When your child graduates to the peewee level and beyond, hockey takes on an entirely different attitude. Your non-hockey-playing friends begin to think of you as a bit strange, perhaps even barbaric. You appear to display admirable parenting skills and seem to be a loving, providing parent, then proceed to grant other young hockey players permission to crash into your child. As if to soften the anticipated blows, you dress your child (ren), the same children that are proudly displayed on your living room coffee table, in protective equipment then encourage them into battle. It is a little crazy.
Body contact is an element of hockey that we both love and hate. It is the same component that has a history of simultaneously gaining respect for hockey players while tarnishing the game’s image. Body contact and physical play are important parts of hockey, they always have been, and always will be.
The introduction of “checking” is rightfully an uncomfortable time for parents and players alike. It is a strange new world where, each year, thousands of young hockey players are injured, sometimes seriously. Many of these injuries can be prevented.
Successful body contact
Balance and confidence on the ice are huge components of hockey and the main ingredients to successful body contact. A player lacking these skills (which stem exclusively from skating proficiency) is at considerably higher risk of injury as well as becoming a detriment to your team by taking yourself out of the play.
The real problems with checking at any level stem from insufficient skating skills instruction and a violent image of checking.
The collective efforts to restructure hockey’s image by hockey leagues worldwide is beginning to pay off. Hockey is once again moving toward flow and skilled play. More and more seats in hockey venues are being filled by fans demanding finesse and endurance rather than blood-filled, overly aggressive play where the emphasis is on bone-crushing collisions.
There is a right and a wrong way to check. Developmental skating and body contact technique training can do a great deal to eliminate unnecessary injuries. We need to teach young players the fundamentals and philosophies of body contact, just as we do puck control and team play. Did you know that for every player who is injured receiving a body check, one is injured giving a body check? Here are a few body contact pointers:
The primary objective of body contact is to tie up your opponent and separate them from the puck, thus allowing your team to gain control of the puck. Here are four key points to safe and effective body contact.
Gauge and adjust your speed: At the time of contact, your speed should be equal to or slightly greater than that of your opponent. As “contact” speed increases, the likelihood of injury and the difficulty of quickly returning to the play also increase.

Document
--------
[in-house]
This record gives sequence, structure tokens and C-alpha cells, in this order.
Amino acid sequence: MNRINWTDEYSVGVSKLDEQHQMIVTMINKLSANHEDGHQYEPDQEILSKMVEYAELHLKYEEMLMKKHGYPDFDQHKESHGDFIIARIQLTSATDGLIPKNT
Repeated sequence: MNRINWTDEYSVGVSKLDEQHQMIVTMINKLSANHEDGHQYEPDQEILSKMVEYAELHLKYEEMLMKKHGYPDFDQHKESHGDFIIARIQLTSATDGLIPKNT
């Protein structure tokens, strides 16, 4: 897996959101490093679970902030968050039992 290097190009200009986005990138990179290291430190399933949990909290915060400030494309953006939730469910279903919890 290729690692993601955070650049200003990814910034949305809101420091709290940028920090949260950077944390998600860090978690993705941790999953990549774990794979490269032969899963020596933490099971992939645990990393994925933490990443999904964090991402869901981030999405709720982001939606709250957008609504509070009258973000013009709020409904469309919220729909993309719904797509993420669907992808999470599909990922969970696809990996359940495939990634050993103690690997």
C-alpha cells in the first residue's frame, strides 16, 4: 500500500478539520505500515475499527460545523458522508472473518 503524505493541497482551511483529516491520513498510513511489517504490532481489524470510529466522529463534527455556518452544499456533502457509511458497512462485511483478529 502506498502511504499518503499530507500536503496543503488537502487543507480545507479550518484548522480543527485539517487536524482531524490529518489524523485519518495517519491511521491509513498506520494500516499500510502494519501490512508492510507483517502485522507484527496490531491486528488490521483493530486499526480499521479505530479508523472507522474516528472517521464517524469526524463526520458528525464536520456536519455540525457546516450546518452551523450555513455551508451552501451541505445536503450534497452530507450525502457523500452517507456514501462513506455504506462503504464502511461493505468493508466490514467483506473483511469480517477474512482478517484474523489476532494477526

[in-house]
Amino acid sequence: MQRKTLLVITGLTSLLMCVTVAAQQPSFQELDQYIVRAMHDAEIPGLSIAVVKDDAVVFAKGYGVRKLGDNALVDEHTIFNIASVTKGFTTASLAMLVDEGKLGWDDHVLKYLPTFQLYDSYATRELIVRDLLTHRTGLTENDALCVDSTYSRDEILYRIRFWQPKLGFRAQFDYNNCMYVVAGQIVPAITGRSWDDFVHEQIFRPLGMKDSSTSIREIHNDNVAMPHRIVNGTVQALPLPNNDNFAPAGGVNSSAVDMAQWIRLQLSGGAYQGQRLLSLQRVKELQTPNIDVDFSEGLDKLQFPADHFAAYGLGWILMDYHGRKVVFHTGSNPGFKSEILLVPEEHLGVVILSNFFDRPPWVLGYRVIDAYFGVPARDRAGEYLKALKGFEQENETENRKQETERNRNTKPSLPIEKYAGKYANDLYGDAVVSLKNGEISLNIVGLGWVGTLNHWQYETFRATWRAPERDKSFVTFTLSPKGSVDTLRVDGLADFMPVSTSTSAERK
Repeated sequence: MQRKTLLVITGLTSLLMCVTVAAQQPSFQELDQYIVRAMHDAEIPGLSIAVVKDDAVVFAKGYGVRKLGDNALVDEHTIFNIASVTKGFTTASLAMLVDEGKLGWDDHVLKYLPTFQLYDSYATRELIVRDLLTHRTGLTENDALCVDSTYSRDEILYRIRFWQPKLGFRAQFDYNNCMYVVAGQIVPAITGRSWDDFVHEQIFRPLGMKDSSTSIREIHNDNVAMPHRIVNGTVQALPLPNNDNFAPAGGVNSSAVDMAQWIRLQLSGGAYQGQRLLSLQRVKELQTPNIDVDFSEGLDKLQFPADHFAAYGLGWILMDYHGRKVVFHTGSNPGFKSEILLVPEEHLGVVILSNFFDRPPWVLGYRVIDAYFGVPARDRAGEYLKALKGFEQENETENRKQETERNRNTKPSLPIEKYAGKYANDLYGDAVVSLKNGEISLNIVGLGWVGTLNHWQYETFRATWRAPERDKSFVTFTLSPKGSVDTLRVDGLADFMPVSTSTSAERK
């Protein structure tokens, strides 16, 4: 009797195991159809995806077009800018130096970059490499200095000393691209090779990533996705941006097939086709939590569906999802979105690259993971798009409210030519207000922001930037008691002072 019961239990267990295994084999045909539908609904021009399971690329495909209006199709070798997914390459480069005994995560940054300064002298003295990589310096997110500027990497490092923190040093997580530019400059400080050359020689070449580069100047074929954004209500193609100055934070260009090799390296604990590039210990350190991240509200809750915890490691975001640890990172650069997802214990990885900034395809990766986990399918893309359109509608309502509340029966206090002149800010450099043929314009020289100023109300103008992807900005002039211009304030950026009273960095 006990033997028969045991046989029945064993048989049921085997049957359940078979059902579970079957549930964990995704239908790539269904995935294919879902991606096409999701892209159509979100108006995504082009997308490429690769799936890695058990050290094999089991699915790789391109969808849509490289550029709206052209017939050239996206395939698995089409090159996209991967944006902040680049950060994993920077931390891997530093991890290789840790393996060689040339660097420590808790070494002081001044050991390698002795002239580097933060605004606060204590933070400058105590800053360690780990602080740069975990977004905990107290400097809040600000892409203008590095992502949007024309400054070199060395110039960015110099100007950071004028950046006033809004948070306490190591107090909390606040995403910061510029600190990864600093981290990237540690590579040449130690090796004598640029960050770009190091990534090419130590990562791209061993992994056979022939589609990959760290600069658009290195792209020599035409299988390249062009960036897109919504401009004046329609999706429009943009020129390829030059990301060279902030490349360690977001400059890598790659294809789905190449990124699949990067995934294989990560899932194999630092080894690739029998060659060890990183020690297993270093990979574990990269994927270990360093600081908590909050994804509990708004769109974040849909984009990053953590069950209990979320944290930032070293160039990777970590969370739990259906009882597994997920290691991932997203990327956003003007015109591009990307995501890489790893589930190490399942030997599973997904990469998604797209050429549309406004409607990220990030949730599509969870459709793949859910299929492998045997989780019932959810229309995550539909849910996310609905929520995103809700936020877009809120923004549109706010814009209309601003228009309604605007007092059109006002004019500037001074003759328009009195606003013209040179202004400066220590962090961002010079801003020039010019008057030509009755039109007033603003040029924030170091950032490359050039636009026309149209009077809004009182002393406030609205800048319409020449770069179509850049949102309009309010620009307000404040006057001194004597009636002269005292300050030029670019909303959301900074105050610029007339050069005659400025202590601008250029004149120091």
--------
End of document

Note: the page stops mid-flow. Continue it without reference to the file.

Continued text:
Angle your opponent: During a one-on-one situation near the boards, your angle of attack is critical. As you angle toward your opponent (decrease the space between you and the player), they should feel as if an octopus is closing in on them leaving no possibility of escape. Imagine placing pylons on the ice that directs your opponent into your trap. Create a path that forces your opponent right to you.
Avoid approaching and making contact head-on. You will take yourself out of the play and oftentimes out of the game due to an injury. “Locking onto your opponent” and telegraphing your exact course of travel will give your opponent several options to skate past you.
Contain your opponent: Once you have made contact, tie up your opponent, then play the puck if possible. A few helpful hints:
• Drive through using your legs with deep knee bend.
• Keep your hands down—at chest level to avoid penalties.
• Pin them to the boards—place your arm(s) and stick in front, one leg between their legs, and the other leg behind them.
• Do not waste energy trying to crush your opponent.
• Use your feet to kick the puck to a teammate.
Return to play: A check is not complete until you return to the play. We lose track of time and sight of the play during body contact. As you battle with an opponent, the game continues to be played behind you, so remember two things: One, if you get knocked down, get up immediately and return to the play. Two, if you give a great body check, “Don’t break your arm patting yourself on the back!” Never take yourself out of the play when playing the body.
Lastly, when receiving a check, think safety first. The “Danger Zone” is 2-4’ from the boards. If at all possible, get against the boards to decrease the threat of neck and back injury. Keep your hands free while using the boards for leverage. Lastly, practice using your feet to direct the puck to your stick, or to the stick of your teammate.
The best preparation is to ensure that you are as proficient on your skates as possible. Checking is 90% skating and balance, so a technically sound skater is less likely to be injured while giving or receiving a check. Good Luck!
Shawn Killian is the Director of Skills Development & Training for Planet Hockey.
This first appeared in the 03/1997 issue of Hockey
© Copyright 1991-2003, Hockey Player® LLC and Hockey
Posted: Oct 10, 2006, 09:57
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